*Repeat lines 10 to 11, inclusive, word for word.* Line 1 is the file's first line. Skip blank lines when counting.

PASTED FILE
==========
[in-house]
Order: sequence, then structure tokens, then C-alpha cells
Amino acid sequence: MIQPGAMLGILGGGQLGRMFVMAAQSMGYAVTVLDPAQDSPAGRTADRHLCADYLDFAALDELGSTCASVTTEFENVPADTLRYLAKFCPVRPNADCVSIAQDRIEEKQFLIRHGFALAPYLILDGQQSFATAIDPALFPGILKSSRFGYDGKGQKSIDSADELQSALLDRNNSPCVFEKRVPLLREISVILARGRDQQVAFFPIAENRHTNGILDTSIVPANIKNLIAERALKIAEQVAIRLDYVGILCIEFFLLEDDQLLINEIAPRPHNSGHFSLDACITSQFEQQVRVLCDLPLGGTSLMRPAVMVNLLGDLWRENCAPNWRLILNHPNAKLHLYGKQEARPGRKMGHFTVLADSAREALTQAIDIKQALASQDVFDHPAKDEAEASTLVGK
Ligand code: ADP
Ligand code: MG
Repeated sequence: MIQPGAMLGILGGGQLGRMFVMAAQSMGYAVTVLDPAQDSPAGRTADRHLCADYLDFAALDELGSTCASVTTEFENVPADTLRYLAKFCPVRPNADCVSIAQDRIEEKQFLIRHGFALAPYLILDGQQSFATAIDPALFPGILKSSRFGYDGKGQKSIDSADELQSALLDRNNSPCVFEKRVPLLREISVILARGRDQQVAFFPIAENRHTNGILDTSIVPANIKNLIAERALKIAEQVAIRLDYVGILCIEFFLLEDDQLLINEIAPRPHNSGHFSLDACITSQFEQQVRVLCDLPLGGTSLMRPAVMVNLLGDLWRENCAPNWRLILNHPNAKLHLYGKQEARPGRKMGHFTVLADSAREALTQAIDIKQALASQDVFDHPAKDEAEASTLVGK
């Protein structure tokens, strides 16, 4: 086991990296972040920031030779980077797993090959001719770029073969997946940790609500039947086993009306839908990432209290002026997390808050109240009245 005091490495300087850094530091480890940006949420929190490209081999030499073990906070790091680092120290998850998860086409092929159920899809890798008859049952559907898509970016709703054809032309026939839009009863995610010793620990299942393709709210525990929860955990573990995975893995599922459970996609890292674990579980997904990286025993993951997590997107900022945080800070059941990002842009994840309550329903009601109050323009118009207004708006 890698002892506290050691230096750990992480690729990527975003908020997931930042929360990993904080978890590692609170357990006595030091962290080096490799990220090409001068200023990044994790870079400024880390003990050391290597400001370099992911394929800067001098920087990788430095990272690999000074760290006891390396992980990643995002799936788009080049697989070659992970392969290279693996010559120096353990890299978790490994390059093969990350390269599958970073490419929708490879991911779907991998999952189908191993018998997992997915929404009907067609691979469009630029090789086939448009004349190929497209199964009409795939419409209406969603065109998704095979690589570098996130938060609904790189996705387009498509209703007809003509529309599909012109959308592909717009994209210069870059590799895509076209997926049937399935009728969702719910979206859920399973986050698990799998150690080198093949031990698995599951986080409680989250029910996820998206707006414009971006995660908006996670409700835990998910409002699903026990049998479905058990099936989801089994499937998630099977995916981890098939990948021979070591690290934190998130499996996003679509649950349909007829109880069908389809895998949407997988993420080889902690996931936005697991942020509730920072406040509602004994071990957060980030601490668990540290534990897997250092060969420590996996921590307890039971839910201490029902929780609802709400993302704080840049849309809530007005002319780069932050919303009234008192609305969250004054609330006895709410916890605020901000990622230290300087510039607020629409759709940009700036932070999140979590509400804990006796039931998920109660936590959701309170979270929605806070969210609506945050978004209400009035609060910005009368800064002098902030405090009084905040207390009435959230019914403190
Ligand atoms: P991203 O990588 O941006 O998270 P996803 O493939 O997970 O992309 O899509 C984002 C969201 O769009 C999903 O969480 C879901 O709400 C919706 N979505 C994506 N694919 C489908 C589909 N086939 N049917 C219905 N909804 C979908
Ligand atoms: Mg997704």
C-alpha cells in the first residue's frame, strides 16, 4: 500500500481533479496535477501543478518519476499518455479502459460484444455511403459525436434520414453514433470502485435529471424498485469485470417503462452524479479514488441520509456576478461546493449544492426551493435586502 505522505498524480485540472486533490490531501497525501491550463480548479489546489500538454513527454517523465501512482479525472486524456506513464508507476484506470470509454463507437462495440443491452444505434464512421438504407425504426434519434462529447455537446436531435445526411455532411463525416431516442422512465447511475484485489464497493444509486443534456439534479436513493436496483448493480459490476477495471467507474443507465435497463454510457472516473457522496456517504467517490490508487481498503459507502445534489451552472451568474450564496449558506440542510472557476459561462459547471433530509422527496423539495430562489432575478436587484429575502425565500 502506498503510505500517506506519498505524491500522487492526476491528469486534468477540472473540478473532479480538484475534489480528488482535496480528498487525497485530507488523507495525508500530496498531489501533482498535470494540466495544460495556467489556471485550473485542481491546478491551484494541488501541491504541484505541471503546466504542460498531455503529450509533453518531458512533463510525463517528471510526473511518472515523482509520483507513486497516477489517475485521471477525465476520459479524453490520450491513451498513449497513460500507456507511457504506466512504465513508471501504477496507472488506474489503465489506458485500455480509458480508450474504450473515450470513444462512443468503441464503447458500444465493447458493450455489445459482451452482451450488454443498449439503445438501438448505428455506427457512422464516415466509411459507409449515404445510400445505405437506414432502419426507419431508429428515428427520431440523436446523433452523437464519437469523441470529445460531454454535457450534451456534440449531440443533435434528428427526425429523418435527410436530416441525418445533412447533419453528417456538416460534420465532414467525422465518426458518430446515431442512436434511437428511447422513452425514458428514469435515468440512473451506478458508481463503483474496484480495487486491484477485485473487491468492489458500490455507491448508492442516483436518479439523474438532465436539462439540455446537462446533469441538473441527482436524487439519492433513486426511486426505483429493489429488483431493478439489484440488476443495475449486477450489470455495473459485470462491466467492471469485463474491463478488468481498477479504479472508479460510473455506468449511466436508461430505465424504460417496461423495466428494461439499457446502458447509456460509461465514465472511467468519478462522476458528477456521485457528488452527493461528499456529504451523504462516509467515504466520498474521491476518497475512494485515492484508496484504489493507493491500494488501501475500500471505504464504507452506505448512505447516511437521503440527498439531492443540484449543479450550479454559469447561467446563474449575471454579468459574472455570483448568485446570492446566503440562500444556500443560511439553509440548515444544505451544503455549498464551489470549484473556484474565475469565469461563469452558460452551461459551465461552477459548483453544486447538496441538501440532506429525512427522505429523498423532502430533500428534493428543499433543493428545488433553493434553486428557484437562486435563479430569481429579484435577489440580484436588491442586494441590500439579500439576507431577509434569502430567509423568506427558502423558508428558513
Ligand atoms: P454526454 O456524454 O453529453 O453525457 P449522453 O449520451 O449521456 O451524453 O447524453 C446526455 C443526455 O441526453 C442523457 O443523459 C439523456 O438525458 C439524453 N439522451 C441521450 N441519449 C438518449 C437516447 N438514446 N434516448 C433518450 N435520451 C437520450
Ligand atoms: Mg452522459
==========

C-alpha cells in the first residue's frame, strides 16, 4: 500500500481533479496535477501543478518519476499518455479502459460484444455511403459525436434520414453514433470502485435529471424498485469485470417503462452524479479514488441520509456576478461546493449544492426551493435586502 505522505498524480485540472486533490490531501497525501491550463480548479489546489500538454513527454517523465501512482479525472486524456506513464508507476484506470470509454463507437462495440443491452444505434464512421438504407425504426434519434462529447455537446436531435445526411455532411463525416431516442422512465447511475484485489464497493444509486443534456439534479436513493436496483448493480459490476477495471467507474443507465435497463454510457472516473457522496456517504467517490490508487481498503459507502445534489451552472451568474450564496449558506440542510472557476459561462459547471433530509422527496423539495430562489432575478436587484429575502425565500 502506498503510505500517506506519498505524491500522487492526476491528469486534468477540472473540478473532479480538484475534489480528488482535496480528498487525497485530507488523507495525508500530496498531489501533482498535470494540466495544460495556467489556471485550473485542481491546478491551484494541488501541491504541484505541471503546466504542460498531455503529450509533453518531458512533463510525463517528471510526473511518472515523482509520483507513486497516477489517475485521471477525465476520459479524453490520450491513451498513449497513460500507456507511457504506466512504465513508471501504477496507472488506474489503465489506458485500455480509458480508450474504450473515450470513444462512443468503441464503447458500444465493447458493450455489445459482451452482451450488454443498449439503445438501438448505428455506427457512422464516415466509411459507409449515404445510400445505405437506414432502419426507419431508429428515428427520431440523436446523433452523437464519437469523441470529445460531454454535457450534451456534440449531440443533435434528428427526425429523418435527410436530416441525418445533412447533419453528417456538416460534420465532414467525422465518426458518430446515431442512436434511437428511447422513452425514458428514469435515468440512473451506478458508481463503483474496484480495487486491484477485485473487491468492489458500490455507491448508492442516483436518479439523474438532465436539462439540455446537462446533469441538473441527482436524487439519492433513486426511486426505483429493489429488483431493478439489484440488476443495475449486477450489470455495473459485470462491466467492471469485463474491463478488468481498477479504479472508479460510473455506468449511466436508461430505465424504460417496461423495466428494461439499457446502458447509456460509461465514465472511467468519478462522476458528477456521485457528488452527493461528499456529504451523504462516509467515504466520498474521491476518497475512494485515492484508496484504489493507493491500494488501501475500500471505504464504507452506505448512505447516511437521503440527498439531492443540484449543479450550479454559469447561467446563474449575471454579468459574472455570483448568485446570492446566503440562500444556500443560511439553509440548515444544505451544503455549498464551489470549484473556484474565475469565469461563469452558460452551461459551465461552477459548483453544486447538496441538501440532506429525512427522505429523498423532502430533500428534493428543499433543493428545488433553493434553486428557484437562486435563479430569481429579484435577489440580484436588491442586494441590500439579500439576507431577509434569502430567509423568506427558502423558508428558513
Ligand atoms: P454526454 O456524454 O453529453 O453525457 P449522453 O449520451 O449521456 O451524453 O447524453 C446526455 C443526455 O441526453 C442523457 O443523459 C439523456 O438525458 C439524453 N439522451 C441521450 N441519449 C438518449 C437516447 N438514446 N434516448 C433518450 N435520451 C437520450